How to Plan Your Holiday Hours
The holiday season can be an incredibly lucrative time for small businesses — especially if you’re smart about your hours during the season.
It’s a given that you want customers to be able to come in and shop during high-demand times. And if you’ve been in business through at least one holiday season, you have both sales data and anecdotal evidence that can give you an idea of what to expect at this time of year.
This information, along with other research and analysis, can guide you in making smart decisions that help you achieve your best season yet. Let’s take a look at how to create a holiday game plan for when you should open your doors.
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Review prior sales data.
Looking over your performance in past years can give you an idea of what to expect. If there were days or weekends that were particularly profitable, consider extending your hours on those days. If you felt like you were understaffed, increase the number of employees scheduled that day.
Tools like Square Analytics allow you to easily reference and compare sales information from previous holiday seasons — everything from average customer spend to most popular products — so you can use the data to tweak this year’s schedule (and ensure your inventory is well-stocked with top-selling items).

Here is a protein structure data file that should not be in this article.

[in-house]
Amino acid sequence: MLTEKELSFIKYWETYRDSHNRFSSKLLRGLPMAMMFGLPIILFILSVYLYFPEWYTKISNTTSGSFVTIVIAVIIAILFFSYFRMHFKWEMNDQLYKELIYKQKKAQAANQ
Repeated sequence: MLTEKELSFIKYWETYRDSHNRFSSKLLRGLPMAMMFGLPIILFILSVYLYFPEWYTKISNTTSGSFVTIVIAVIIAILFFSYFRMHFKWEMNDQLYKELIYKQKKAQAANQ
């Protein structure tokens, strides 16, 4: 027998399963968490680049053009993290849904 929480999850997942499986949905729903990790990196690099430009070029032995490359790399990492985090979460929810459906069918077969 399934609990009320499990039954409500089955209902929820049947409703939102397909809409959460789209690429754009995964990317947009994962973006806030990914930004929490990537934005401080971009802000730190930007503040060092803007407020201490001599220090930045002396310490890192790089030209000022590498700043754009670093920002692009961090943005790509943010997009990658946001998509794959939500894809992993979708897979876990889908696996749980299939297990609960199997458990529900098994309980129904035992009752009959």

Reconsider Thanksgiving and Black Friday.
It used to be unheard of to open on Thanksgiving. Once that barrier was broken, hours started creeping up from post-dinner time to mid-afternoon and even earlier. In turn, this has sparked a backlash from companies like REI, which in 2014 launched its #OptOutside campaign. The campaign encouraged REI’s customers and employees to spend the Friday after Thanksgiving in the great outdoors instead of a shopping center.
Depending on your customer base and your business values, you might want to consider staying closed on Thanksgiving and perhaps even Black Friday, focusing instead on programs, like Small Business Saturday, that put the spotlight on independent retailers.
Team up with other local business owners.
When you’re a small business owner, there’s strength in numbers. Talk to other proprietors in your neighborhood and discuss coordinating your holiday hours. Even better, consider teaming up to plan shopping events, like a weekend where you all open early or close late.
Create a festive atmosphere with decorations, snacks, drinks, and a DJ. By joining forces with other local businesses, you can also combine your marketing efforts to get the word out to a wider audience.
Publicize your updated hours.
No matter how much thought you put into choosing your holiday hours, none of it matters unless you actually let your customers know about your special schedule. So don’t forget to update your website, review sites, and social profiles with your holiday hours.
And promote your plans — especially special shopping events — via marketing email, social media, and paid advertising campaigns. You might even incentivize customers to visit during your special hours by offering discounts and free gifts for shoppers who come in early or stay late.
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